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“People who grew up in the ‘80s and ‘90s and now have families come in with their kids and want to show them the games that they grew up with, and it starts this cool generational thing, which is fun to watch,” says Meg.

“That’s what we love the most, the community that the arcade builds,” Shawn adds. “These classic games don’t just encourage kids to compete with each other. There’s a certain level of honor and dignity and learning and respect that comes along with all of this culture.”

While home consoles currently dominate the gaming sphere, the Livernoches don’t see the console and arcade markets as mutually exclusive. “Usually, the kids who play consoles at home also come in and appreciate our arcade,” Meg explains. “People who play Fortnite and League of Legends don’t necessarily translate that well to the arcade, but for the most part, kids pick our games up pretty quickly and like them just as much as console games because most of the basic skills are the same.”

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The overlap in demographics between arcade and home console gamers has been one of the key factors in High Scores’ winning formula, and while some modern arcades, like YESTERcades (New Jersey) and Emporium Arcade Bar, do dedicate floor space to home consoles and even hold console game nights, to the Livernoches, the ultimate appeal of classic arcades is the fact that they provide unique, visceral, hand-crafted experiences that you simply can’t replicate at home.

“You can’t have the experience at home where each piece of furniture in front of you with a screen in it represents a different world,” Shawn explains. “And you’re supposed to play these games with specific kinds of controls designed in a specific way, and with a little presentation designed to keep you [engaged] in that world. You can’t do that at home on a console.”

The Livernoches grew up in the ‘80s and experienced the arcade boom firsthand, so stepping into High Scores feels like being transported back to that era. Legendary machines like Pac-Man, Donkey Kong, Frogger, and Defender line the walls of the ‘80s-inspired space, alongside later classics like Street Fighter II Turbo and Mortal Kombat II. The Livernoches even built a custom Oregon Trail cabinet decked out in pioneer-themed decor.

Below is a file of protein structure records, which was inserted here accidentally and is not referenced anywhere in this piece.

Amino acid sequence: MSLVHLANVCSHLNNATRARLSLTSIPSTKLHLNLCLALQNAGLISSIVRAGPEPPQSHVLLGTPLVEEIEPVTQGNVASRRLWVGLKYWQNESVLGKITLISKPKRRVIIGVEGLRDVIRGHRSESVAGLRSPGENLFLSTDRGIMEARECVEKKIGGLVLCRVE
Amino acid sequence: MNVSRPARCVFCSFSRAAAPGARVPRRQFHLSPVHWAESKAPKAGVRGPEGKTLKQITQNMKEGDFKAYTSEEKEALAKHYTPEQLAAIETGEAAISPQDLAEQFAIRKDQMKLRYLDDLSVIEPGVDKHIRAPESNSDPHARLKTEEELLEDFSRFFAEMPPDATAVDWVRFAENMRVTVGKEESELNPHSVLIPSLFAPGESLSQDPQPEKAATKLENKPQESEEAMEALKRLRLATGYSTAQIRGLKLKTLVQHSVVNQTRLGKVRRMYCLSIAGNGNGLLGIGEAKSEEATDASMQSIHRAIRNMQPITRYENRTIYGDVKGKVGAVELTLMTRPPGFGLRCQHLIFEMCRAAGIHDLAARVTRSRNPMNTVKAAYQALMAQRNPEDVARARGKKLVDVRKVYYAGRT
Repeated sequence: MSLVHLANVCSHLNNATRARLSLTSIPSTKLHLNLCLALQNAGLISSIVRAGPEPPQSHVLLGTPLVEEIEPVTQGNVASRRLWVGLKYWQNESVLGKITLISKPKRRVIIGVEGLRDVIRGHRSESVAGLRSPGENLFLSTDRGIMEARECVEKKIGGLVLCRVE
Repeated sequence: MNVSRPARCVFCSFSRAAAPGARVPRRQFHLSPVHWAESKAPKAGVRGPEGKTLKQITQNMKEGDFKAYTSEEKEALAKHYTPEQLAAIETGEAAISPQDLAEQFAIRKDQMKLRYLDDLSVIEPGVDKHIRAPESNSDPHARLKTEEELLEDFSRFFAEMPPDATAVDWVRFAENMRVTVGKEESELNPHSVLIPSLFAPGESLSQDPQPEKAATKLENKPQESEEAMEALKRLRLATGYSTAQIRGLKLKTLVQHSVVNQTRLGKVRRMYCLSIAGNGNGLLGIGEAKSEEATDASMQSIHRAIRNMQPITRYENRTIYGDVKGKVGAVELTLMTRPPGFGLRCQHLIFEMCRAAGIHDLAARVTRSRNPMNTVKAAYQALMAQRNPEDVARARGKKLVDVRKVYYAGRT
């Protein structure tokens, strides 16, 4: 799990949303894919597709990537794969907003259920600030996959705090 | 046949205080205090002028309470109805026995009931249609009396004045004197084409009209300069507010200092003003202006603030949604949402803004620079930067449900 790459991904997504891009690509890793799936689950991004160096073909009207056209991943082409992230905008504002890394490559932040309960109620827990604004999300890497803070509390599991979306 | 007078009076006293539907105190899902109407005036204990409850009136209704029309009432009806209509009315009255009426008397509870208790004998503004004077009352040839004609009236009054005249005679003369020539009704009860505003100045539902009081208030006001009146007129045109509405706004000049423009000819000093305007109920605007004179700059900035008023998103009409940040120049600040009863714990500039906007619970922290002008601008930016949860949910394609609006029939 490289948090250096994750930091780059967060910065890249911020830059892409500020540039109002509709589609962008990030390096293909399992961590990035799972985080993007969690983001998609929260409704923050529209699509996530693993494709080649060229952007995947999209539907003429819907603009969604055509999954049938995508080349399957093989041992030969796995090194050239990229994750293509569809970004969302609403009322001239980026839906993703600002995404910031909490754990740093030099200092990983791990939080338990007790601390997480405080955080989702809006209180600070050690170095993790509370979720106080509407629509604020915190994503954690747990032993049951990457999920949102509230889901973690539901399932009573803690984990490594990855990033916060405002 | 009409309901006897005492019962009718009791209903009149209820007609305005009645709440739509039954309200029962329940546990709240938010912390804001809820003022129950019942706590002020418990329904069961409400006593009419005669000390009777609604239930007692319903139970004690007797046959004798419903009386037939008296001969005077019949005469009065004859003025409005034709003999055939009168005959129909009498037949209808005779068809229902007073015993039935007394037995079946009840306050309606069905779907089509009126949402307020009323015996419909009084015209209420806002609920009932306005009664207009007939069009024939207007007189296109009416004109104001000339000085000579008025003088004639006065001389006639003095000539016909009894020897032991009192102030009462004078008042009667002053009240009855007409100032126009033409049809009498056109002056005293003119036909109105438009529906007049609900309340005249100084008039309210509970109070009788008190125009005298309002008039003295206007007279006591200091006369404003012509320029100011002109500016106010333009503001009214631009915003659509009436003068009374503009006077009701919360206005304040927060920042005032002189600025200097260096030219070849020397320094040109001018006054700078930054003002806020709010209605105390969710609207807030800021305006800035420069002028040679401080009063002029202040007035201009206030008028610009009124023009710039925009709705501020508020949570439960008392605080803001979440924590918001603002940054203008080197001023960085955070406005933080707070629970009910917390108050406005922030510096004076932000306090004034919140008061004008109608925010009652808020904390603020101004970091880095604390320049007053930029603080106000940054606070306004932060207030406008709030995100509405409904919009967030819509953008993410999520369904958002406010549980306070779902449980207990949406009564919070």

When asked if they think ‘80s-style arcades could ever make a comeback and permeate pop culture like they once did, the Livernoches are doubtful, though they don’t think the business will ever die out completely.

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“I don’t think arcades will ever be as widespread as they once were,” Meg says. “Arcades were this big, bright light in the ‘80s that spread across and hit everybody’s community in some way. And now, arcades are competing with home consoles.”

“There are just a finite amount of machines and materials left,” Shawn adds. “I do have the awareness of a preservationist. We’re determined and committed to continue, year by year, to add more games to our collection that people can come in and play, and bring as much of that era back as possible.”

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The authentic arcade experience is fortunately still alive and well thanks to business owners like the Livernoches, but is there a way to take the spirit of ‘80s arcades into the future? “We can [produce new machines] for classic arcade titles,” says Shawn, “or we can try to create new ones in the spirit of those old games.”

Launched in 2013, Killer Queen is a five-on-five combat game inspired by classic ‘80s and ‘90s gameplay and developed by BumbleBear Games. Machines can be found in over forty arcades and bars across the country, and Windows and Switch ports are scheduled for Q1 2019. The game could be a glimpse into a potentially bright future for new arcade development.